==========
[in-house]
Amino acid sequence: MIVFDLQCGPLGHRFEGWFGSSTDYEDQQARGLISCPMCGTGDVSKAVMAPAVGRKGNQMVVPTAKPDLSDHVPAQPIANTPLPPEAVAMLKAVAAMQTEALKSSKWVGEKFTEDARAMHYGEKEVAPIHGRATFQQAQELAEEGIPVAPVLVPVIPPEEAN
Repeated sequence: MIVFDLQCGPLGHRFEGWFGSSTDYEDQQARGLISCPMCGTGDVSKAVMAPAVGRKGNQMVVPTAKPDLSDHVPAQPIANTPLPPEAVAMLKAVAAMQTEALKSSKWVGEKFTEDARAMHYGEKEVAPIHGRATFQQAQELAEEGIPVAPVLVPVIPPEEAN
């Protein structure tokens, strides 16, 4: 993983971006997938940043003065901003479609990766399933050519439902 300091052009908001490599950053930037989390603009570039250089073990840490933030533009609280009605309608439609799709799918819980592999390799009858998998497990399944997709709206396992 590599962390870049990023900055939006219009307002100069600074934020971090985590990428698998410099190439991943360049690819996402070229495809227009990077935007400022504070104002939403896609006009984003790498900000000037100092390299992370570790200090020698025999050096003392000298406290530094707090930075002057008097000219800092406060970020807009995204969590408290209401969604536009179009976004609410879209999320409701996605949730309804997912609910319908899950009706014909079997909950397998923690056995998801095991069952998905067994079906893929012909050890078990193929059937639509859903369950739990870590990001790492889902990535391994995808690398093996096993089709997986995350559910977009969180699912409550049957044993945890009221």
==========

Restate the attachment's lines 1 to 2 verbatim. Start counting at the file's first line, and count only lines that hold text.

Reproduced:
[in-house]
Amino acid sequence: MIVFDLQCGPLGHRFEGWFGSSTDYEDQQARGLISCPMCGTGDVSKAVMAPAVGRKGNQMVVPTAKPDLSDHVPAQPIANTPLPPEAVAMLKAVAAMQTEALKSSKWVGEKFTEDARAMHYGEKEVAPIHGRATFQQAQELAEEGIPVAPVLVPVIPPEEAN